Room: Exhibit Hall
Purpose: The aim of this study was to compare the performance of the direct ion storage (DIS) dosimeters to the commonly used optically stimulated luminescence (OSL) dosimeters. The advantages, limits, practical considerations and potential applications were also compared.
Methods: A simple mathematical model to account for beam energy and incident angles was utilized to estimate deep dose equivalent (DDE) base on exposure measurements. Validation testing consisted of the irradiation of 2 types of DIS dosimeters, an OSL-type dosimeter, and a Ludlum 9DP ion chamber survey meter utilizing a Cs-137 radiation source and fluoroscopic C-arm. Measurements were taken with and without backscattering material immediately behind the devices. Effects on dosimeter performance due to a clinical MRI environment were also evaluated. Lastly, the DIS dosimeters were worn by radiation workers side-by-side with OSL dosimeters for two months.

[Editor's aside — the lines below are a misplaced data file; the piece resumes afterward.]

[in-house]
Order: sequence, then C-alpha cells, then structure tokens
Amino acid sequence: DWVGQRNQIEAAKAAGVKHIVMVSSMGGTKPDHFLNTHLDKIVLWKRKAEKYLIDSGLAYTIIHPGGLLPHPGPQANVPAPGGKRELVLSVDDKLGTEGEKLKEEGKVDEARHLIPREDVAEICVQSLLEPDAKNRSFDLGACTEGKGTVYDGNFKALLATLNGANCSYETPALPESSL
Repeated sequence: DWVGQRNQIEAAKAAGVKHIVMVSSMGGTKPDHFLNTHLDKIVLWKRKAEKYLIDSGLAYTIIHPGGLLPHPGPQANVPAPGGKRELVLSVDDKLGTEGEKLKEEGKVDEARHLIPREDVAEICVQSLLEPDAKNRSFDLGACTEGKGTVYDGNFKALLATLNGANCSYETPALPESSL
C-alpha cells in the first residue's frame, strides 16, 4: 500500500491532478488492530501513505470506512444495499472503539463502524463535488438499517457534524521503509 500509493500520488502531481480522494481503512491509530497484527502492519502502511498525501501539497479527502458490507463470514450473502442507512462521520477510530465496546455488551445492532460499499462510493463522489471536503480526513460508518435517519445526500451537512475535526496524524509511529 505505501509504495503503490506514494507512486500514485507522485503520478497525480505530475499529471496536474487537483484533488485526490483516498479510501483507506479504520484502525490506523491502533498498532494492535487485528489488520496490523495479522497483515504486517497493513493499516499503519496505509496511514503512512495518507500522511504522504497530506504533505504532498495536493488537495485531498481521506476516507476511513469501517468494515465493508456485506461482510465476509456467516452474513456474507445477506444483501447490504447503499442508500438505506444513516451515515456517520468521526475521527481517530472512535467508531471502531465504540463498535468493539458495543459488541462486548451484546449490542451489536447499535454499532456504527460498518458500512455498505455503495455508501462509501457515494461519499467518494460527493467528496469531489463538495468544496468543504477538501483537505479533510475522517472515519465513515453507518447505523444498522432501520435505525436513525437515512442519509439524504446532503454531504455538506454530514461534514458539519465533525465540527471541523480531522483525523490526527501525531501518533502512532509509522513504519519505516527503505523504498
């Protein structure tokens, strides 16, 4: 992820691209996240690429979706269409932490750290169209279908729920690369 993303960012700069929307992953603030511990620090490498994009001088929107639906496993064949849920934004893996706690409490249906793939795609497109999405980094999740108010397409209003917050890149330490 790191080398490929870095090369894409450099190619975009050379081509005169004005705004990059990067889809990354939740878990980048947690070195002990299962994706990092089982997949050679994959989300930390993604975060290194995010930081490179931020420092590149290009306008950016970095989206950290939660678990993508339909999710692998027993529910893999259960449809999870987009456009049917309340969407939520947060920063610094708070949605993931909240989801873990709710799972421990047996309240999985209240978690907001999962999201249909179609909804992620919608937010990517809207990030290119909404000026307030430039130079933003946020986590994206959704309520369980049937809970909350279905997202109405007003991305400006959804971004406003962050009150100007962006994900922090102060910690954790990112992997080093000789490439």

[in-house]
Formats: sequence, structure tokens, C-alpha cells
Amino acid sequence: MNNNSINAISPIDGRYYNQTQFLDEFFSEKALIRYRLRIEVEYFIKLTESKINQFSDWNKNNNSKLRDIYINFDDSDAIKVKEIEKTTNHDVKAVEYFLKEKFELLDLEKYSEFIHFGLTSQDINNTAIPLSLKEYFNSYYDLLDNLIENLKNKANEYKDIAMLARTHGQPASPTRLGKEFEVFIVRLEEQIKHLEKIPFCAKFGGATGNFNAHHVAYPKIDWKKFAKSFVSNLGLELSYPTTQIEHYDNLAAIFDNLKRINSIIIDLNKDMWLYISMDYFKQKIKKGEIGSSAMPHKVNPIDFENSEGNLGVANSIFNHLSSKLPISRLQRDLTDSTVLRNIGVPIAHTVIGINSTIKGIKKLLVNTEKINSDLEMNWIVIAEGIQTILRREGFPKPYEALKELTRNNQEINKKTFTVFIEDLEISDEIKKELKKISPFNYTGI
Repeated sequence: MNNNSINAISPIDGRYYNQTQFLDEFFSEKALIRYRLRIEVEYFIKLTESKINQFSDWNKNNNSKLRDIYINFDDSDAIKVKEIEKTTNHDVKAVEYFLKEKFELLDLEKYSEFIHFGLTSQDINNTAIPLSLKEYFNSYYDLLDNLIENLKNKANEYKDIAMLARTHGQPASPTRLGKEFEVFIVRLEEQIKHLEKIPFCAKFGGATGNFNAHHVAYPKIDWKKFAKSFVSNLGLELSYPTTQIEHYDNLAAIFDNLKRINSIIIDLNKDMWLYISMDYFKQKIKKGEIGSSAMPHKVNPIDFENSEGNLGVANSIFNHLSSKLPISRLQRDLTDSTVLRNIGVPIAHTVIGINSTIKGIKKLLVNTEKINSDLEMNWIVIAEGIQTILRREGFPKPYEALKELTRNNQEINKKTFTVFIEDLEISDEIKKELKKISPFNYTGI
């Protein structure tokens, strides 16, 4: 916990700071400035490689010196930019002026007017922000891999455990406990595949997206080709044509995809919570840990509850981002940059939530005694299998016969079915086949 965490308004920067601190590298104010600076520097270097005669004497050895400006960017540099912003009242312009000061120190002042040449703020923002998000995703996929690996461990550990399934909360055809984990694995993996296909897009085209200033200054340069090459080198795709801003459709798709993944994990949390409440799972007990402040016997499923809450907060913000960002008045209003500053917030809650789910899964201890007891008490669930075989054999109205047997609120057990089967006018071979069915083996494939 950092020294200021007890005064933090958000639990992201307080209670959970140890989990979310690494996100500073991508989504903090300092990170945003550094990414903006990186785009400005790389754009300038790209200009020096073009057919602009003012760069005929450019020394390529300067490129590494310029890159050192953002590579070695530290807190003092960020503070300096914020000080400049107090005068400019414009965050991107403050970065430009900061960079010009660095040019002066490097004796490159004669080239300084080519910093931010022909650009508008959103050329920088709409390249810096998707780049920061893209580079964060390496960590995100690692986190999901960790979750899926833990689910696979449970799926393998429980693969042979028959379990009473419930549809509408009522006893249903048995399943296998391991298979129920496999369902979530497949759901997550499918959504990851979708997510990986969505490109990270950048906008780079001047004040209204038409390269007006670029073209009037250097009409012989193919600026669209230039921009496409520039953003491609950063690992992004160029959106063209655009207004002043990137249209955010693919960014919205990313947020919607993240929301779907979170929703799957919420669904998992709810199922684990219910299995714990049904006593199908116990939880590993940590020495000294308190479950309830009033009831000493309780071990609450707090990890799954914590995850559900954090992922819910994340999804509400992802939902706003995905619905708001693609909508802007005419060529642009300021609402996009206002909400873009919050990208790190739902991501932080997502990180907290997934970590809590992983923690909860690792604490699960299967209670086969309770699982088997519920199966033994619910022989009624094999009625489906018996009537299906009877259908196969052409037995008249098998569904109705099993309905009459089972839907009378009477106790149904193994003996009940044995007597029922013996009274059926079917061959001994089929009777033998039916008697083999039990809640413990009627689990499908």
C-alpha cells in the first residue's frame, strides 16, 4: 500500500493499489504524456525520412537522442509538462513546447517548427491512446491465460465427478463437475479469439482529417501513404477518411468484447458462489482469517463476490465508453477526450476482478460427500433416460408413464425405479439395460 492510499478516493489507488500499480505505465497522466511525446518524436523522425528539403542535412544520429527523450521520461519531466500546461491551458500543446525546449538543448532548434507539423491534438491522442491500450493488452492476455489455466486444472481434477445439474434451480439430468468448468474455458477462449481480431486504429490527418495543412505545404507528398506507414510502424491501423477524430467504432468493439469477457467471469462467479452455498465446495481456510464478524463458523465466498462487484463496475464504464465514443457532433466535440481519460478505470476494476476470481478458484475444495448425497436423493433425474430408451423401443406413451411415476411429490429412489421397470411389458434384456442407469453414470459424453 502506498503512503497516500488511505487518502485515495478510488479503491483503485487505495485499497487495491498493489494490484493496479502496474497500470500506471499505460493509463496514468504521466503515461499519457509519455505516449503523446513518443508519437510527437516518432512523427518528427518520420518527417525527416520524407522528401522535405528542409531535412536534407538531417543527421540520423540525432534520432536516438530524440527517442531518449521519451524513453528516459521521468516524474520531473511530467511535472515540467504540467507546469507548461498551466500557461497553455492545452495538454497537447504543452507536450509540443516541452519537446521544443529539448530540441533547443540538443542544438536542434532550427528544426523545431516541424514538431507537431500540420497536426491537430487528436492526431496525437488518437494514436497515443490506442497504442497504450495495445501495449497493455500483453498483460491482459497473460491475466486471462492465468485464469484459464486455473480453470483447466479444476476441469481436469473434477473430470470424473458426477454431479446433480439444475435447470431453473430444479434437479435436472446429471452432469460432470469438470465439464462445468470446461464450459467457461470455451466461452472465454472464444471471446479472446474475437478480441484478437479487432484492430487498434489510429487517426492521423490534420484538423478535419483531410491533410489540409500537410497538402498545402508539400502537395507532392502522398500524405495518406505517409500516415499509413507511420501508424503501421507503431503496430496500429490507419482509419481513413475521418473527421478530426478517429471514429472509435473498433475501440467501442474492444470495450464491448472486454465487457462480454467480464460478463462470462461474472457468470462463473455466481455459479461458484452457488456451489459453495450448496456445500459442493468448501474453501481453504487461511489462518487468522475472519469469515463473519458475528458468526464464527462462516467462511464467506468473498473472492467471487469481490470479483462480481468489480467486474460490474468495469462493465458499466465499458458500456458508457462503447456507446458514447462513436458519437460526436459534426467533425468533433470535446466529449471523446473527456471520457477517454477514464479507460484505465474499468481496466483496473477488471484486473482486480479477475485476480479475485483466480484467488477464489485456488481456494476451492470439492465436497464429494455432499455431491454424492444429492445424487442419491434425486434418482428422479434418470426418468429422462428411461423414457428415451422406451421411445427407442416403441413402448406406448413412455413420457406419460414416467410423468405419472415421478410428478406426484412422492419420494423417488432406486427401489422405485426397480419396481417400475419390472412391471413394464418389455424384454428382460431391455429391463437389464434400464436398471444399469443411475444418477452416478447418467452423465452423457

Results: The overall differences from calculated expected values were 7.8%, 9.8% and 10.9% lower, respectively, for two types of DIS dosimeters and an OSL-type dosimeter. -1.0%, +0.4% and +15.9% differences, respectively, were observed for two types of DIS dosimeters and OSL dosimeter due to the presence of backscattering material. -5.0% and -8.8% differences, respectively, were observed in the performance two types of DIS dosimeters due to magnetic field exposure.
Conclusion: The results demonstrated good agreement between the doses recorded by the DIS and the OSL dosimeters. Additionally, the DIS dosimeters were unaffected by the presence of backscatter. Conversely, preliminary data collected on OSL dosimeter readings appears to indicate the dependence on backscatter. Magnetic field exposed DIS dosimeters showed negligible effects on dose measurements. Overall, DIS dosimeters appear to provide an accurate and efficient way to monitor and manage occupational dose.